Prime Minister Ian Smith is certain to reject the latest Anglo-America proposal to end Rhodesians 12-year-old constitutional crisis informed sources said here today, pointing out that all but one of the eight points in the plan were rejected during previous negotiations with U.S. and British representatives.
The defiant Rhodesian leader is not expected to comment on the proposals - leaked in Lagos Nyeria yesterday - until he meets with Anglo-American representatives next week, but a high-level source said today that official cricles in Salisbury were "surprised" that the mission would offer a plan they knew would be turned down. He described the plan as "a cynical exercise that almost looks like an international effort at failure. There is no room for negotiation."
Smith has already said, it would take a "miracle" for the Western initiative to be acceptable.
The major point of contention is the dismantling of the Rhodesian armed forces in favor of a neutral peacekeeping force, possibly made up largely or Nigerians. Minister of Defense Mark Partridge put it bluntly today:
"I would like to make it quite clear that any suggestion that our armed forces be dismantled is totally unacceptable, and any suggestion that they might be merged with terrorists or replaced by some Commonwealth force is also totally unacceptable."
Throughout the year-long Anglo-American settlement effort, Smith has stood firm on the question of a new army in an independent Zimbabwe, the African name for Rhodesia, arguing that the security of whites cannot be guaranteed unless elements of the current army are maintained.
The general absence of guarantees for whites is the second major objection. The $1 billion development fund, which reportedly emphasizes incentives for whites to stay in Rhodesia, is not enough to ease the insecurities of the 270,000 whites, outnumbered more than 20 to 1 by blacks, sources here say.
The Smith government has consistently demanded four prerequisites for a peaceful settlement:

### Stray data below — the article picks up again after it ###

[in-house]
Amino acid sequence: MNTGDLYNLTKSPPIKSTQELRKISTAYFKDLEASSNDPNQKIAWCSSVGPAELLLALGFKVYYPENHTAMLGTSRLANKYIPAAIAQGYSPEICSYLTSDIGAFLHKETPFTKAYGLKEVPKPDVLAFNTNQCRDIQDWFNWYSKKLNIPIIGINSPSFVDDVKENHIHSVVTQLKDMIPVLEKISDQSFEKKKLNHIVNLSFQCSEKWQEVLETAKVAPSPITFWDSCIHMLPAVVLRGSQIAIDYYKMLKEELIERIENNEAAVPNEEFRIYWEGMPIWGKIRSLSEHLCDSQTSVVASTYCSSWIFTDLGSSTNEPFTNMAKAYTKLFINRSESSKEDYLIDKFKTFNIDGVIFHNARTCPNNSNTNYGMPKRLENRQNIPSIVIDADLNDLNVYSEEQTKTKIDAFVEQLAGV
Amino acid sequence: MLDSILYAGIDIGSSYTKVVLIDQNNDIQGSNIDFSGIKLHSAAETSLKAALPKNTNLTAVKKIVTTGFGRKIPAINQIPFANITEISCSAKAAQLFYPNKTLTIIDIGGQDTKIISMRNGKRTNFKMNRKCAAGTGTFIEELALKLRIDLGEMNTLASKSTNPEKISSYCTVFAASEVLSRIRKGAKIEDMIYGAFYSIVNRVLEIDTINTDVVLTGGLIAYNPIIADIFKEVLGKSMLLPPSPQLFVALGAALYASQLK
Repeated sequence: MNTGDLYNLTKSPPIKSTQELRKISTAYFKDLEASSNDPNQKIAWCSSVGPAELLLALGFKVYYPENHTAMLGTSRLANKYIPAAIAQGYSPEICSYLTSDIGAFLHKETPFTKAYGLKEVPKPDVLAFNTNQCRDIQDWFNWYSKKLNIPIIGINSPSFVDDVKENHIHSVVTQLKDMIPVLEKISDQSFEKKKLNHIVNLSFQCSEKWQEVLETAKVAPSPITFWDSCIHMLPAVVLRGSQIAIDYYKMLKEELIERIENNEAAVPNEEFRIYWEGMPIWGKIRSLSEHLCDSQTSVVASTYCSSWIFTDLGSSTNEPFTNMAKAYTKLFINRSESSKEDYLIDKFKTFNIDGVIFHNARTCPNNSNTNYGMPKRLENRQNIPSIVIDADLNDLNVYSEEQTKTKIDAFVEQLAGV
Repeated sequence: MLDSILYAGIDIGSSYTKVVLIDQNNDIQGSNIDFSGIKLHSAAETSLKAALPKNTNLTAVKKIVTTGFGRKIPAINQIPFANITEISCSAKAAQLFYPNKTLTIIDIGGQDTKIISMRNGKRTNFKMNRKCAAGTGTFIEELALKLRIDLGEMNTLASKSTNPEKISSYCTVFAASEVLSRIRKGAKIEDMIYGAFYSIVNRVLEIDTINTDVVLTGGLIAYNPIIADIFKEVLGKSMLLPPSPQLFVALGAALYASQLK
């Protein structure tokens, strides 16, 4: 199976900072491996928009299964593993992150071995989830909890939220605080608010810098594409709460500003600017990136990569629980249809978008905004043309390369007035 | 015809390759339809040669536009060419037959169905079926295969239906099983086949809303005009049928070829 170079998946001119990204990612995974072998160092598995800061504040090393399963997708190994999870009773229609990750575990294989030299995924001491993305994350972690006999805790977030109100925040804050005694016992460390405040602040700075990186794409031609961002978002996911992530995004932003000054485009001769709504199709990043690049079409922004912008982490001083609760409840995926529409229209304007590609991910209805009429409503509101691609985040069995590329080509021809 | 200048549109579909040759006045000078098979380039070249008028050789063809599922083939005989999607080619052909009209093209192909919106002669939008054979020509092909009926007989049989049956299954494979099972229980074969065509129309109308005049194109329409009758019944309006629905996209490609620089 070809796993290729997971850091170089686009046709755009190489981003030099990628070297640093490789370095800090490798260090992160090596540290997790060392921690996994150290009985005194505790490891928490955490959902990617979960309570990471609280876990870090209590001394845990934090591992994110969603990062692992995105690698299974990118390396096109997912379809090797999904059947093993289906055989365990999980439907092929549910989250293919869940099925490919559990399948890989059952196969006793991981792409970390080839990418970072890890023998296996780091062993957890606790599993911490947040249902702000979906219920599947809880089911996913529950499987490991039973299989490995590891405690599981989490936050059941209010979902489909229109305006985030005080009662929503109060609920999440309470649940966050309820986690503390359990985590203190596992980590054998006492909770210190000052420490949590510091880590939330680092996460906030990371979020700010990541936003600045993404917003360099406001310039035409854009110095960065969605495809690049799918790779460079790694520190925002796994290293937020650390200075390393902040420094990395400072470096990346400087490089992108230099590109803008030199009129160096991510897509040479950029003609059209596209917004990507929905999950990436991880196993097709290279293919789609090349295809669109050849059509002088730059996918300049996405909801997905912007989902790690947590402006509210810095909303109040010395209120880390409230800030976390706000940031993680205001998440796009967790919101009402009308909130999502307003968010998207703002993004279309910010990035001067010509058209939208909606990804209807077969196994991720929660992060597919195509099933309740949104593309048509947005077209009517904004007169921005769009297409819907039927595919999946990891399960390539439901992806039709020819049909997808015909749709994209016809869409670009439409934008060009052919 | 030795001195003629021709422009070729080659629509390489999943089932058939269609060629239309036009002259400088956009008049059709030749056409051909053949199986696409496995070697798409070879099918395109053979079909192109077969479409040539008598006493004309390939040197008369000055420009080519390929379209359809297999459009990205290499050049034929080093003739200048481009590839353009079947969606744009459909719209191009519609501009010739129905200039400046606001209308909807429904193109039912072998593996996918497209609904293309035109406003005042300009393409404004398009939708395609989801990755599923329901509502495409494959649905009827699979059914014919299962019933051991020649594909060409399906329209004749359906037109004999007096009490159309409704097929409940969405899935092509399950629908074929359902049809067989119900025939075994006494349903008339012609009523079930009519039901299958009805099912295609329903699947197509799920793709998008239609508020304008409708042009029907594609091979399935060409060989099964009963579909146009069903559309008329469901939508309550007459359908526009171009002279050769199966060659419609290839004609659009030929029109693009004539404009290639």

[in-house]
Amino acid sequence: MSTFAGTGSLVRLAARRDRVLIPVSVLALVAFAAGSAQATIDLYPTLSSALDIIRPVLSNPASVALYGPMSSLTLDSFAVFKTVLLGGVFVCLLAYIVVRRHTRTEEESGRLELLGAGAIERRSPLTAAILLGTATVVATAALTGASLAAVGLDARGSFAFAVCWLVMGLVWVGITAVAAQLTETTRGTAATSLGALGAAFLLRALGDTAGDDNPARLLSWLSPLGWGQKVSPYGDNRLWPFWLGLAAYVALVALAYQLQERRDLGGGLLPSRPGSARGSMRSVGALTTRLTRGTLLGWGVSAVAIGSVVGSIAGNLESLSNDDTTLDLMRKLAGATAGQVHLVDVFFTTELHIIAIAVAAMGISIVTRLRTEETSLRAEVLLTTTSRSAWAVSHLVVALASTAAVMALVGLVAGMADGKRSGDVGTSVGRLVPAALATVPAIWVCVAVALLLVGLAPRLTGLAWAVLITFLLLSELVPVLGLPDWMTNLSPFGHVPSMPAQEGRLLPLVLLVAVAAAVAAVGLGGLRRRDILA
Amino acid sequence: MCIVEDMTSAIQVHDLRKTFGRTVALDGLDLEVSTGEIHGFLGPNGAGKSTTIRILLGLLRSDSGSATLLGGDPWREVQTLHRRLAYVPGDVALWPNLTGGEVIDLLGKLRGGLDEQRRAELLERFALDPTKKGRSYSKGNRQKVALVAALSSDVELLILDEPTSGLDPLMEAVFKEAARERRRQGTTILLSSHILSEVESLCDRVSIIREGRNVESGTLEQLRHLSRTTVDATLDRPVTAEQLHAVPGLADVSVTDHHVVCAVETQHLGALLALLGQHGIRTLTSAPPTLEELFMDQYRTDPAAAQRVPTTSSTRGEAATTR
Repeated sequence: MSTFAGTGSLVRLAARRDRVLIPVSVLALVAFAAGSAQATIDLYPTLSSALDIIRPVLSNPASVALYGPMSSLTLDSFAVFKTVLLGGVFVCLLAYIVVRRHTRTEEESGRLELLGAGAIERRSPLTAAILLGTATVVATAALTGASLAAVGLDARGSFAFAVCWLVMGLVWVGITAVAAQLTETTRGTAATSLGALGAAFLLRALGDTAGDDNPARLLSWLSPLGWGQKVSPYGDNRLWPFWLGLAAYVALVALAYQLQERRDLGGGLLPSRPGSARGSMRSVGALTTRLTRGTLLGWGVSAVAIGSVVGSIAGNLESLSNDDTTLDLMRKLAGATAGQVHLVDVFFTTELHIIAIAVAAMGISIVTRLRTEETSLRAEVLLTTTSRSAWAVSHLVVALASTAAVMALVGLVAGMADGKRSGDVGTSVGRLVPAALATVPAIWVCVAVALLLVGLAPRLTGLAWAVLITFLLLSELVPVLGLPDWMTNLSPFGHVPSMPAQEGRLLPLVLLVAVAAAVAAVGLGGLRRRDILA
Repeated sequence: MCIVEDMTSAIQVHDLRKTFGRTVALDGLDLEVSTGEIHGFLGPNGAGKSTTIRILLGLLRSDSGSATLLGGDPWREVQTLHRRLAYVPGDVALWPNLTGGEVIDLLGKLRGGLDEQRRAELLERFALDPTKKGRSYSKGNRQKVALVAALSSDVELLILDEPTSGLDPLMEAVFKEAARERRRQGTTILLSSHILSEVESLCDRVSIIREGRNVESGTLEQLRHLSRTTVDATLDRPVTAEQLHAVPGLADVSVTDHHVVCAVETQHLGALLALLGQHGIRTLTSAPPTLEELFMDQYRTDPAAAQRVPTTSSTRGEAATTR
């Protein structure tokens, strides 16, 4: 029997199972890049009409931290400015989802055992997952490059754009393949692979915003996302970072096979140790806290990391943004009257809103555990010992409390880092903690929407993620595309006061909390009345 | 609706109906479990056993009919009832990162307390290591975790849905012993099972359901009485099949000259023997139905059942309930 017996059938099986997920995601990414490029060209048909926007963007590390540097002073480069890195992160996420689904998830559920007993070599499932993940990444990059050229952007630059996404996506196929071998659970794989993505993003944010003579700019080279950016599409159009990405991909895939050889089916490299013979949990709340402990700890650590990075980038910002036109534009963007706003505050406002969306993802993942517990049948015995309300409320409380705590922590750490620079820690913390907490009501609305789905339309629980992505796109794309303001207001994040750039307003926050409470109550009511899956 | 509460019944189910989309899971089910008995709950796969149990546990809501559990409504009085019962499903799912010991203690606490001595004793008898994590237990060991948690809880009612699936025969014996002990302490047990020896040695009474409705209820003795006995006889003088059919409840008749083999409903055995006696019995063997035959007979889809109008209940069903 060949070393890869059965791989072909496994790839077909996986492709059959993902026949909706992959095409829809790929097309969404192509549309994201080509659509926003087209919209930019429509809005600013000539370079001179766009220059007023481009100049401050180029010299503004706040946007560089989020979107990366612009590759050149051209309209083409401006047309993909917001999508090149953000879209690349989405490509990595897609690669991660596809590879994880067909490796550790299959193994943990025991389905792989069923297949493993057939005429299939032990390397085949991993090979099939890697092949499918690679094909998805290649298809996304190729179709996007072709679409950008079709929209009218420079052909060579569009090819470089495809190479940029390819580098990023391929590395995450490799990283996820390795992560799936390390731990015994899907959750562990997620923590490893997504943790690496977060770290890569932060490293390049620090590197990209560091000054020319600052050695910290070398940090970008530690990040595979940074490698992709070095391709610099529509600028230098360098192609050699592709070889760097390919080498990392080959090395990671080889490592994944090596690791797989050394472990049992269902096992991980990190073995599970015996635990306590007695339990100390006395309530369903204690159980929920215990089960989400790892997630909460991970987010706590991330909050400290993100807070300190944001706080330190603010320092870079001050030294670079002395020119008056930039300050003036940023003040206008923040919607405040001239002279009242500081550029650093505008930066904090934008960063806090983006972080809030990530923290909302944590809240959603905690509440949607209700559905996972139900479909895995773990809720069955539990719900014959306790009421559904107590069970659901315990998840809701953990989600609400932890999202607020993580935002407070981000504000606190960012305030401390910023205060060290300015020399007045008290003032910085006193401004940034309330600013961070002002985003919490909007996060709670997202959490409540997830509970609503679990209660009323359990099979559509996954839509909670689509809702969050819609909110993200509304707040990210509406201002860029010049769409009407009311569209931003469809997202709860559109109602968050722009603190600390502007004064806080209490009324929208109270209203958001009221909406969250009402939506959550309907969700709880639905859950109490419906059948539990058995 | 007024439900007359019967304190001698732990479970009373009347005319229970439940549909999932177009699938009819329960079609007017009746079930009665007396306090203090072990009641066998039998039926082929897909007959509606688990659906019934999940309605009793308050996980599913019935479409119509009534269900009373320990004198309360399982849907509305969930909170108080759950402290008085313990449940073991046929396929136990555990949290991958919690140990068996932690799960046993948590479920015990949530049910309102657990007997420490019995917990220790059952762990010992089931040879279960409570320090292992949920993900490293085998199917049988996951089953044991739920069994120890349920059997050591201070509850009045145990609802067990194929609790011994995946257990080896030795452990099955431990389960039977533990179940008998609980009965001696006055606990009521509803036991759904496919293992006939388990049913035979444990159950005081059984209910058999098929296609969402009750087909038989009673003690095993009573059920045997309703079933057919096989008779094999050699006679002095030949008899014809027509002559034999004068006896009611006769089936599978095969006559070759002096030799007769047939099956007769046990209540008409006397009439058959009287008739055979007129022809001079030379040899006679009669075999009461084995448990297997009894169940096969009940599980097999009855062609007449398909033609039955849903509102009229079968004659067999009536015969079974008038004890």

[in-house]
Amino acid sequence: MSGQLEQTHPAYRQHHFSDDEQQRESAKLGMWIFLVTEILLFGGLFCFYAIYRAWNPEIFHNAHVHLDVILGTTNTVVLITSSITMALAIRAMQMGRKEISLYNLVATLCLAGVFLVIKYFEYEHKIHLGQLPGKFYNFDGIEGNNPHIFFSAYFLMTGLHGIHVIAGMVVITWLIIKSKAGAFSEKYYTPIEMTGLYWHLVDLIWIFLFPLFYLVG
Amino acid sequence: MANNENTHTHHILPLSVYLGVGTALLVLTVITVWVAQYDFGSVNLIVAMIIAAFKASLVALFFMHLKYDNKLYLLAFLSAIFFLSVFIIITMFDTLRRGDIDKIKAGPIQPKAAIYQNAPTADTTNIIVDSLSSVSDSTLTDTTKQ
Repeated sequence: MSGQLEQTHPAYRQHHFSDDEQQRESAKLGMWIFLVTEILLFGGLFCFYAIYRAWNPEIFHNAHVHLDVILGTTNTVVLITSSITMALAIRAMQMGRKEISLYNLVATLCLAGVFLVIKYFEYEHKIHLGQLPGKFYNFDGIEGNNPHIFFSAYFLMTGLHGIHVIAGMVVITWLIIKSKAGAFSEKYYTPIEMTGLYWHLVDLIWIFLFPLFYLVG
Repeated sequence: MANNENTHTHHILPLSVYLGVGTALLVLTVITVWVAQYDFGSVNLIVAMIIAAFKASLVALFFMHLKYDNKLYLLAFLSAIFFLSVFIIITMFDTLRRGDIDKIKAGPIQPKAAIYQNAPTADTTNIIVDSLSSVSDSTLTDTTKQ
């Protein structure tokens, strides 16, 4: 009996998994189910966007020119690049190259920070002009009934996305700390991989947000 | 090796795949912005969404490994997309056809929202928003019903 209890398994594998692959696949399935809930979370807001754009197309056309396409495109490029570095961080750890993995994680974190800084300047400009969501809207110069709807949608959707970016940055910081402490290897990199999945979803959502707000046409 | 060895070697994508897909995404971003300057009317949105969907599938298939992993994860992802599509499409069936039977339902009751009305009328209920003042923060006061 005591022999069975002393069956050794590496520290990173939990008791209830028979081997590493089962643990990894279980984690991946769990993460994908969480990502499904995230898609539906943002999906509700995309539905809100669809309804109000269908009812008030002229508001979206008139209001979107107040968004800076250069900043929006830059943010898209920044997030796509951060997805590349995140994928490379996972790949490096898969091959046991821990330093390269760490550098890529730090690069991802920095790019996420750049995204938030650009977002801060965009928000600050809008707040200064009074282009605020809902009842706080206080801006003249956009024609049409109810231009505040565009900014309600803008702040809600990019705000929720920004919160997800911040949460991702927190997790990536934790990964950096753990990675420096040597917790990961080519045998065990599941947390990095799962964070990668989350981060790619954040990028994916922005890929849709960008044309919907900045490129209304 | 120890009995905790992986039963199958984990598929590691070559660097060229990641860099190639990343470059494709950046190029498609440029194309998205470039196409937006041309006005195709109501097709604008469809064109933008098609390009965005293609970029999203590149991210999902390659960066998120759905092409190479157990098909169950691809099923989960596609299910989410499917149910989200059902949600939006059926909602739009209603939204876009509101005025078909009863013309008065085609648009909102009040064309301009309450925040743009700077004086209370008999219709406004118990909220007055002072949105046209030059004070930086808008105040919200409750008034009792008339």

Special representation for whites in Parliament.
Property rights insured against nationalization.
The independence of the civil service, judiciary, police and armed forces from politics, with the armed forces and police controlled by whites and with blacks eligible for promotion only on the basis of merit.
Restricted voting rights on the basis of education and financial qualifications.
There are some indications here that Smith may be willing to accept a one-man, one-vote formula, but only if the other checks and balances can be firmly entrenched.
One source said Smith is beginning to come around to the argument that many of the Africans who do not meet voter qualifications are the most conservative, with basic loyalties to the pro-government tribal chiefs. Also, by stipulating a 21-year-old voting age, the government would temporarily exclude from voting any guerrillas reentering the country, since their average age is between 17 and 20.
Even this would be a dramatic move that would face serious opposition from several members of Smith's Cabinet. Just last week, the minister of combined military operations, Roger Hawkins, said that history proves that the decline in good government started with the introduction of universal adult suffrage and has continued to accelerate ever since. This is true even in the relatively sophisticated countries of the Western world, he added.
The reported plan - which has not yet been fully outlined to Smith - is so futile in the eyes of officials here that one government source said he does not see any point to talks in Salisbury next week between Smith, and the plan's proponents, British Foreign Secretary David Owen and U.S. Ambassador to the United Nations Andrew Young.
I think they know this is a no-go. It appears that all the British and American governments are after is some kind of new image in black Africa, that they at least tried to bring down Smith.There is no way they can honestly believe these proposals will be accepted by anyone here. If that is really what they plan to offer us, we don't want to hear it."